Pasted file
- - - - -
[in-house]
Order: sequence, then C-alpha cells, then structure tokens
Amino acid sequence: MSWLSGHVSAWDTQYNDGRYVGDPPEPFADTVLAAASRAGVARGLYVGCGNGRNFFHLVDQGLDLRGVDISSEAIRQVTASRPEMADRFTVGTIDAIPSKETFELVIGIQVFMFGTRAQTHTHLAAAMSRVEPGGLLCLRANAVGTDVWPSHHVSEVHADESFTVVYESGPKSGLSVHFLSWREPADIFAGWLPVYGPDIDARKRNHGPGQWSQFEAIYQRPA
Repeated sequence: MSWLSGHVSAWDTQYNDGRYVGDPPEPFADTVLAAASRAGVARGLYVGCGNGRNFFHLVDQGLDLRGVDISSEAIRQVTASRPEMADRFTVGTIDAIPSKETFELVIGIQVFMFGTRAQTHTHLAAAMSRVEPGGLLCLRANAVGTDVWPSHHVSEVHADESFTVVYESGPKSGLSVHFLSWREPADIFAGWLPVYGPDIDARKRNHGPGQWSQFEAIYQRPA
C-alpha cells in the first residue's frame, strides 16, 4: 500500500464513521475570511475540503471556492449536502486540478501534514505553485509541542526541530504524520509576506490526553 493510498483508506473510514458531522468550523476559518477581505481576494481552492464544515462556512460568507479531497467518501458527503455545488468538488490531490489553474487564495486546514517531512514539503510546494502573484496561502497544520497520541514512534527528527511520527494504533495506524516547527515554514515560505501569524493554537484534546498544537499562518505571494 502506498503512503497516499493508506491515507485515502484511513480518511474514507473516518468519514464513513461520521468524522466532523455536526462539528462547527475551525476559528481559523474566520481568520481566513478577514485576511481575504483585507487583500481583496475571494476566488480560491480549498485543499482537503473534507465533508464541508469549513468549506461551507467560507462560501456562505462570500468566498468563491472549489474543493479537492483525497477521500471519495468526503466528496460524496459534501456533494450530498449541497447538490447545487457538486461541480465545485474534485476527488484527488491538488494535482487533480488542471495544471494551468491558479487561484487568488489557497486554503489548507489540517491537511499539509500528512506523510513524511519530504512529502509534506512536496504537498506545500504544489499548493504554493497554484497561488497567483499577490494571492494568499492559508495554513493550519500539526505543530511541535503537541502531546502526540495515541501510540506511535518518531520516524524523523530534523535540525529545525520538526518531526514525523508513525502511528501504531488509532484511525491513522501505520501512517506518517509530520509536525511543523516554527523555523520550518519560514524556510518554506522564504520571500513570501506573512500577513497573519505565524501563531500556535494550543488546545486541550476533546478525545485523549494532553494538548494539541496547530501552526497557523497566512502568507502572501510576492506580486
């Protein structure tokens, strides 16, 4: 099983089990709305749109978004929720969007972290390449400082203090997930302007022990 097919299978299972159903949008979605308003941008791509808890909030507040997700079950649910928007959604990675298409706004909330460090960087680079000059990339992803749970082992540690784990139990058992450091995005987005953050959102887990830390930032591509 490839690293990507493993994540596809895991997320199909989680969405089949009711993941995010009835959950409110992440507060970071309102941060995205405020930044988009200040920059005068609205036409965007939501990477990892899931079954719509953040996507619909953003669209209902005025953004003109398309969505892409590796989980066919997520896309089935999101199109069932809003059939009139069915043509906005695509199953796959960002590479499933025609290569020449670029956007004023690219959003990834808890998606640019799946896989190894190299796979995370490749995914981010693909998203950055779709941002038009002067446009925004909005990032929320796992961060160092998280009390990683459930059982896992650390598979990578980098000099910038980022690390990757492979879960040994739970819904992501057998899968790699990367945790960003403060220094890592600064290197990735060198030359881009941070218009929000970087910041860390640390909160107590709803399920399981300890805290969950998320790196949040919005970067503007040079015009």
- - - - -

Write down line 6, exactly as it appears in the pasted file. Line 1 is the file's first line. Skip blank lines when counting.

């Protein structure tokens, strides 16, 4: 099983089990709305749109978004929720969007972290390449400082203090997930302007022990 097919299978299972159903949008979605308003941008791509808890909030507040997700079950649910928007959604990675298409706004909330460090960087680079000059990339992803749970082992540690784990139990058992450091995005987005953050959102887990830390930032591509 490839690293990507493993994540596809895991997320199909989680969405089949009711993941995010009835959950409110992440507060970071309102941060995205405020930044988009200040920059005068609205036409965007939501990477990892899931079954719509953040996507619909953003669209209902005025953004003109398309969505892409590796989980066919997520896309089935999101199109069932809003059939009139069915043509906005695509199953796959960002590479499933025609290569020449670029956007004023690219959003990834808890998606640019799946896989190894190299796979995370490749995914981010693909998203950055779709941002038009002067446009925004909005990032929320796992961060160092998280009390990683459930059982896992650390598979990578980098000099910038980022690390990757492979879960040994739970819904992501057998899968790699990367945790960003403060220094890592600064290197990735060198030359881009941070218009929000970087910041860390640390909160107590709803399920399981300890805290969950998320790196949040919005970067503007040079015009």